A miniaturized GPS tracking device embedded inside the sole of a shoe
geared toward people stricken with Alzheimer’s disease is scheduled for
release in the fall.
“A large percentage of older Americans with Alzheimer’s wander
and become lost,” Evan Schwartz, president of Aetrex Worldwide Inc. told
O&P Business News. “This leads to multiple problems
including the potential for death, injury and increased expenses for hospital
stays. The more we talk to caregivers in assisted living facilities or
relatives of loved ones living with the disease, the more we are advised that
keeping track of an older adult with Alzheimer’s is a major concern.”
According to the Alzheimer’s Association, 5.3 million people have
Alzheimer’s and it is the seventh leading cause of death in the United
States. From 2000 to 2006, Alzheimer’s deaths increased 46.1% due to a
rapidly aging baby boomer generation.
“Taking our Ambulator product, a product we know works for the
elderly and combining it with a small two-way GPS unit can help people be found
if they have become lost or have wandered,” Schwartz said.
The GPS system is embedded in the sole and the antenna is placed on the
counter of the shoe at the heel. This allows the GPS to be fully protected from
the rain and other elements. The GPS system continually tracks the location and
history movement of the wearer, relaying the information to a monitoring center
through cellular networks, according to Schwartz. Authorized individuals will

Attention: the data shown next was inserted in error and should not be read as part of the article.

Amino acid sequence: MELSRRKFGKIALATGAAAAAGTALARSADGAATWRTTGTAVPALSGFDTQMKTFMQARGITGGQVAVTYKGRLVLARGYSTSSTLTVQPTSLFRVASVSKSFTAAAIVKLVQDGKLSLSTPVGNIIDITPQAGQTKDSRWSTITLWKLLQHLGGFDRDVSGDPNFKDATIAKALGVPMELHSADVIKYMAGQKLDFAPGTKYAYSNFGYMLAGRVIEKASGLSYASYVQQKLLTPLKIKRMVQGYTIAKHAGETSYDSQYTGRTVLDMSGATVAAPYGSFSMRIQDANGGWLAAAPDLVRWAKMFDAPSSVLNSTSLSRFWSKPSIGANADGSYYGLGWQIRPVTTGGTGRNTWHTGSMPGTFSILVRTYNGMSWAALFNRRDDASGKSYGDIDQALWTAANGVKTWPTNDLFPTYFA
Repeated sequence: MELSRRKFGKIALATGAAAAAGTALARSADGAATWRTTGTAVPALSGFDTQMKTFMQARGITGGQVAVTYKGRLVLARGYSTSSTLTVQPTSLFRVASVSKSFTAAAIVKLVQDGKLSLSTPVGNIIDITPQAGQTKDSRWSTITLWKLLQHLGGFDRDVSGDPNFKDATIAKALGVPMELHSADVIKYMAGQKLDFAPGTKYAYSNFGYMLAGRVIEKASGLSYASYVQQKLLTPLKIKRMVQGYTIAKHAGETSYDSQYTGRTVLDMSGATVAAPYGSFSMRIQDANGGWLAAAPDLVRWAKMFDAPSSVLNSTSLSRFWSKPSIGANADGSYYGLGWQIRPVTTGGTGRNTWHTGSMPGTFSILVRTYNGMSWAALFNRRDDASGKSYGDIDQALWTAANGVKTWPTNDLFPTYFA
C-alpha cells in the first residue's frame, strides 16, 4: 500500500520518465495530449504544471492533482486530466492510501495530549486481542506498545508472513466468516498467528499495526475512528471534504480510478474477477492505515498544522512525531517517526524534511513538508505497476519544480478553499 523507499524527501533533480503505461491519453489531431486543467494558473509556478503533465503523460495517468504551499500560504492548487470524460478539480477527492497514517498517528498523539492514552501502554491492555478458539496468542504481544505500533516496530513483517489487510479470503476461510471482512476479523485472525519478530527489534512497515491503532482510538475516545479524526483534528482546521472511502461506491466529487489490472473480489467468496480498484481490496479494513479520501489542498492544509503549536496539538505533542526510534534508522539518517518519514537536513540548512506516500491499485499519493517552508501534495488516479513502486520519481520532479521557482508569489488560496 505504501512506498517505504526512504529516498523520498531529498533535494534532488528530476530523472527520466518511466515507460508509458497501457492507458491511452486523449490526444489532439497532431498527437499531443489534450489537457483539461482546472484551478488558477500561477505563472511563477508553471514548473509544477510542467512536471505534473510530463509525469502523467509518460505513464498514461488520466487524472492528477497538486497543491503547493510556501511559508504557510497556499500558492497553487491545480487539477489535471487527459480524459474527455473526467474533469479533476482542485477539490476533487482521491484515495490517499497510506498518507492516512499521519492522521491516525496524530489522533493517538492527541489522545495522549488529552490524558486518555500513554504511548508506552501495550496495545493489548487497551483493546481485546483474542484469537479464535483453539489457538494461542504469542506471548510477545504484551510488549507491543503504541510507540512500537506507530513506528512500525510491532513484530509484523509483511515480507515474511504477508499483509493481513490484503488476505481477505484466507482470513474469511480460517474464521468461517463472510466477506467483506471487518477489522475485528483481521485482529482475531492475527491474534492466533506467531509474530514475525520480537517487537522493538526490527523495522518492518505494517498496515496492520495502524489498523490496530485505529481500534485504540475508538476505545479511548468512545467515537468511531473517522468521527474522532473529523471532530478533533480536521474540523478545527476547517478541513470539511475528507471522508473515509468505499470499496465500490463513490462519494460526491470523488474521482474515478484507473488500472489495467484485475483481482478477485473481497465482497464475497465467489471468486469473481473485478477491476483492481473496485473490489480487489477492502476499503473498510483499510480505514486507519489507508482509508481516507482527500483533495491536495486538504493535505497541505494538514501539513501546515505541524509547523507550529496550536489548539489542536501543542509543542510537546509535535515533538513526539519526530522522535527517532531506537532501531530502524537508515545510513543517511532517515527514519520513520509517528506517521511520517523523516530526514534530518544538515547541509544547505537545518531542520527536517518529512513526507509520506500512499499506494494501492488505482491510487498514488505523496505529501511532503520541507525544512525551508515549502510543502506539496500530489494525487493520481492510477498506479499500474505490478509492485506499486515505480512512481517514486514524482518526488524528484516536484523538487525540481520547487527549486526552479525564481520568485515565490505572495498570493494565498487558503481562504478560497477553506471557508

log-on and have the opportunity to pinpoint the current location of the wearer
on an interactive map, according to gpsshoe.com. Schwartz likens the technology
to leaving a trail of breadcrumbs for others to find.
“Peace of mind is a large part of this and preventing injury or
worse is obviously most important,” Schwartz said.
The October release of the GPS shoe coincides with Alzheimer’s
Awareness Month. As of press time, Aetrex has not set a specific price for the
shoe. Consumers would also be charged a monthly fee for the tracking service.
“There is a cellular aspect to it, the GPS chip will always be
hitting the satellites and sending signals,” he said.
The GPS shoe is made specifically for adults because the current
technology is too big to fit into children’s shoes, Schwartz explained.
“We are applying the technology to adults and as we ramp up and
sell some units, we will be able to make the technology smaller in the hopes
that it can be placed into the children’s shoe or an insole,” he
Schwartz is excited for the release of the GPS shoe, although he does
admit it is unfortunate that there is such a need for his product.
“The numbers are pretty staggering,” Schwartz said.
“Older adults with dementia or Alzheimer’s getting lost has become
more prevalent and more of a problem. But there is something great about being
able to provide a product that has the potential to do some good.” —
by Anthony Calabro
For more information:
- Alzheimer’s Association. Alzheimer’s facts and figures.
Aug. 4, 2010.